My first foray into video games started when I was five with the NES. I was pretty much a Nintendo fanboy playing Nintendo consoles exclusively (GameBoy, N64, GameCube and Wii) until I finally branched out and bought an Xbox360 two years ago. I love action/adventure games the most and am paying a lot more attention to story than I used to. I'm a casual gamer and not really into online competitive play.
Some of my favorite games per console:
N64: Super Mario 64, Legend of Zelda: Ocarina of Time, Super Mario Kart 64, Star Fox 64
GameCube: Eternal Darkness: Sanity's Requiem, Star Wars: Rogue Squadron 2, Prince of Persia, Legend of Zelda: The Wind Waker, Resident Evil 4, Paper Mario 2
Wii: Legend of Zelda: Twilight Princess, Metroid Prime 3, Super Mario Galaxy 2, Okami
Xbox 360: Mass Effect, Mass Effect 2, Dragon Age 2, Batman: Arkham Asylum, Gears of War, Assassin's Creed 2, Red Dead Redemption, Bastion, Shadow Complex, Limbo
My husband and child disappeared the other day. Not my real family, but my little RPG family I had set up in the land of Albion while playing Fable 3. When I beat the game, I had purchased every single piece of property available and was making loads of money that I had no intention of spending since I had also purchased every item in every shop. I had achieved the best possible ending and saved everyone in Albion and had finished all the quests that I had intended to finish. I knew I wouldn't bother with the long collection quests but I was quite satisfied with the way I ended the game. I had intended to merely walk around for a bit, and then turn off the game for at least a few months, possibly never to boot it up again.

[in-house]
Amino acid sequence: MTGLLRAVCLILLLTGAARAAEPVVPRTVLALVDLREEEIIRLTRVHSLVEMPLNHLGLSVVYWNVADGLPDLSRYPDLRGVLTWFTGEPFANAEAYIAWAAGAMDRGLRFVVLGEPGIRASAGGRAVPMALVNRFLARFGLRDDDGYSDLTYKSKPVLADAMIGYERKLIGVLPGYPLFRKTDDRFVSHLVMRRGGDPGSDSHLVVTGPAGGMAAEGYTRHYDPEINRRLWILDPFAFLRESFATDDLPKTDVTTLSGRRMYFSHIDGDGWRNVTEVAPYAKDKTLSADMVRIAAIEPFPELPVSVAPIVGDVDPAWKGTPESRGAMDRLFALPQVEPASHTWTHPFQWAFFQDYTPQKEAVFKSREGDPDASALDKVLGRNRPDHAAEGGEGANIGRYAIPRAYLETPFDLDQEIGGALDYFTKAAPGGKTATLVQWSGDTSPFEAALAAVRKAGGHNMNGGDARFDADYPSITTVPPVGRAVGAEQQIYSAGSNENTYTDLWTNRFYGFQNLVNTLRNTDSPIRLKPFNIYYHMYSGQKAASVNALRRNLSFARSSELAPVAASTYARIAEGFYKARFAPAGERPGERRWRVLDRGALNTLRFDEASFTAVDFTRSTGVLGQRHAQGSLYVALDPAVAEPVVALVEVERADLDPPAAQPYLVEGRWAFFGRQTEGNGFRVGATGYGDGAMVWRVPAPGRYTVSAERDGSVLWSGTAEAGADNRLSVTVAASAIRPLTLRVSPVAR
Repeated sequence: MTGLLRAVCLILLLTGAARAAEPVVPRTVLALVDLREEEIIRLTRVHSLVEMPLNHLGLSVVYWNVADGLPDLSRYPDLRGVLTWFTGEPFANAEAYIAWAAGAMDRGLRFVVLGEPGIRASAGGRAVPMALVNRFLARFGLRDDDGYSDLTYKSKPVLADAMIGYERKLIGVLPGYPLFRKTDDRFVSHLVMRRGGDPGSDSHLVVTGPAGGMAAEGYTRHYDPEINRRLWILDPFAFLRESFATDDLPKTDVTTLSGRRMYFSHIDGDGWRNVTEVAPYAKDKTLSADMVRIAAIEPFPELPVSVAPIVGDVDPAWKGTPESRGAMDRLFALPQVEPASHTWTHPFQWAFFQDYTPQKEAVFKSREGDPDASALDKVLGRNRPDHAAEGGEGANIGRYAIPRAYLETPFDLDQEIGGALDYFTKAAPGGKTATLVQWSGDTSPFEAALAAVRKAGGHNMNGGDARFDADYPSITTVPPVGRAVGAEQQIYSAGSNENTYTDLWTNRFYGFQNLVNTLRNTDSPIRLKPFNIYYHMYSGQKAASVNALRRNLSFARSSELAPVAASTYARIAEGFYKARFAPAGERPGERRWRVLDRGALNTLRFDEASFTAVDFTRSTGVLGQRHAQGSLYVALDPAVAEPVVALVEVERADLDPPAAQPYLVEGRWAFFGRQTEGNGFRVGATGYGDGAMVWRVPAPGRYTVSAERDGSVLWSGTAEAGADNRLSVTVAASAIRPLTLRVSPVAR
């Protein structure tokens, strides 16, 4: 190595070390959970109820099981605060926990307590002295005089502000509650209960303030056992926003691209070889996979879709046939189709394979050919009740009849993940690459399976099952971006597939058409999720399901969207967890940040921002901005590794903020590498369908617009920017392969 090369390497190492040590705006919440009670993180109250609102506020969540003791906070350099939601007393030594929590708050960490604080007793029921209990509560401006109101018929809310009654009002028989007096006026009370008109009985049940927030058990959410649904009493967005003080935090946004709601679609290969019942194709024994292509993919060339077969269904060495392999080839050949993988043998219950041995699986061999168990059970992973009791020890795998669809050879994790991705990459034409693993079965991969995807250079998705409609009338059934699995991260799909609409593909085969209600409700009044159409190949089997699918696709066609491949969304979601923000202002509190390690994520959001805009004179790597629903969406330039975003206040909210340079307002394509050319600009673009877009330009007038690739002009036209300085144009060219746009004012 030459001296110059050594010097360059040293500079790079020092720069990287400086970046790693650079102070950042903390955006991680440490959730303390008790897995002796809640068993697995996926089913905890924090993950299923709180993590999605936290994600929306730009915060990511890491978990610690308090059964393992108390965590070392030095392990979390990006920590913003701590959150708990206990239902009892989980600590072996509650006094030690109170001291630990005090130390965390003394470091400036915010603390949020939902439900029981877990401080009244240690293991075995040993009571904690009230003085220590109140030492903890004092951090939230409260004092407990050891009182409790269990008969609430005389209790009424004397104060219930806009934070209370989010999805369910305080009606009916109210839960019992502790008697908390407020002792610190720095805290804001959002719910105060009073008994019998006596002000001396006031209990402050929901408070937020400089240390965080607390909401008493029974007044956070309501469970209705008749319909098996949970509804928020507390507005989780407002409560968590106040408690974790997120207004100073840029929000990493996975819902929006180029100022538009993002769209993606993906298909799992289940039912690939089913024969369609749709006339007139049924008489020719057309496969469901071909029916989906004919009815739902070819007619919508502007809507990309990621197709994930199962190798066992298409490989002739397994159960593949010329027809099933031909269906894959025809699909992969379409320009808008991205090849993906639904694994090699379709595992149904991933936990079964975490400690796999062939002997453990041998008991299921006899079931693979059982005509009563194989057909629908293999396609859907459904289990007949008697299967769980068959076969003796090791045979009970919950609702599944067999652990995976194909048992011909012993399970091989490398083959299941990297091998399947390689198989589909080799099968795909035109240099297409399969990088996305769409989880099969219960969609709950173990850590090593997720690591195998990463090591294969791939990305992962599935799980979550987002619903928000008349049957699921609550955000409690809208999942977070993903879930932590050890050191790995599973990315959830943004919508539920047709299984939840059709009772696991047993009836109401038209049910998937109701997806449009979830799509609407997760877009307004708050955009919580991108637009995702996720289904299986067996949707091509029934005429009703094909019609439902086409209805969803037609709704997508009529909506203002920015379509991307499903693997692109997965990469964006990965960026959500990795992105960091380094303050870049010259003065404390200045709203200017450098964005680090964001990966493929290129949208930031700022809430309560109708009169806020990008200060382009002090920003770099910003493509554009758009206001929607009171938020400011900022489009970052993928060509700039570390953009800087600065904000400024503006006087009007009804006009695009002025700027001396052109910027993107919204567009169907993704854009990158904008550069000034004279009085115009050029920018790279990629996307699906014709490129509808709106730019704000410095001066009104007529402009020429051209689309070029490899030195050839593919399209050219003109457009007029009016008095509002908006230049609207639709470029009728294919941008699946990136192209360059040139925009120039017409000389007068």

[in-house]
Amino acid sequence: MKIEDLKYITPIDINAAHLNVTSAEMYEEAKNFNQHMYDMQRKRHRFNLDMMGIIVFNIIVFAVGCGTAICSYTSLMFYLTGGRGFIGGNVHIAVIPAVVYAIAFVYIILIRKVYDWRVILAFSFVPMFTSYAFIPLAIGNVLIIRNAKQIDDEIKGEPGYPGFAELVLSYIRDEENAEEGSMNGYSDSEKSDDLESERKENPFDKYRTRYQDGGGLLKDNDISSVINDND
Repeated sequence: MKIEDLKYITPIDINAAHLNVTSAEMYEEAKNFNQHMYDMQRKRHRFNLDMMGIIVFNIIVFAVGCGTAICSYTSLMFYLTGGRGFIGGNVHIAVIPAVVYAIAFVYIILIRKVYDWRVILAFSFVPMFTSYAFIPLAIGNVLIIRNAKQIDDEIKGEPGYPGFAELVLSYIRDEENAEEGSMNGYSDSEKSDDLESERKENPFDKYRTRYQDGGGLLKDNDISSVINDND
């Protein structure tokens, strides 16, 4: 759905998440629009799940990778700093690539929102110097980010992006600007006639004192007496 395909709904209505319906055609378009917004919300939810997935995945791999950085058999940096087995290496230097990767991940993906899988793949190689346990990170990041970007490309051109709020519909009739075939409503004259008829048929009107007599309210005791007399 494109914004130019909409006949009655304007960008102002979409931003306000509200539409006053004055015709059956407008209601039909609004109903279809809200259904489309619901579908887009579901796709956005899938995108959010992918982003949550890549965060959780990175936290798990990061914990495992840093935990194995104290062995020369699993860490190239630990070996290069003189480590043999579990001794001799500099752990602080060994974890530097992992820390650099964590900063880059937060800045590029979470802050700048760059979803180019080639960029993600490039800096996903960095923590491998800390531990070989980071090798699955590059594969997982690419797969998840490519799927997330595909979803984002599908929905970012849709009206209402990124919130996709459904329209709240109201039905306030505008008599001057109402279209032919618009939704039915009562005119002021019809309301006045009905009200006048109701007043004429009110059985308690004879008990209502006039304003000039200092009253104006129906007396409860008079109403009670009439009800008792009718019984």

Then I got the family notification that my husband Elliot had a gift for me. I happily transported back home, checked inside my well-decorated house. Neither husband nor child was to be found. That's all right, they sometimes roam around the marketplace. I walked around a bit and still couldn't find them. That's when I started to get a bit nervous. After 10 minutes I went to my mini-map and relocated them to another house. They still didn't show up. Then I moved them to a different town. Still nowhere to be seen. Then I moved them back to the original house. Not there. But the heart notification is still blinking on the bottom corner of my screen. Finally I give up and search for Fable 3 glitches, and lo and behold I discover that if you so happen to place your family in certain “unsafe” areas of the world when beating the game, they will disappear and never come back. They will still show up on your quest log, but there is no way to see them in-game again. I researched possible solutions but only read posts about the bug still being unfixed. This bothered me a lot. Then I felt even more bothered that the disappearance of my RPG family would disturb me that much.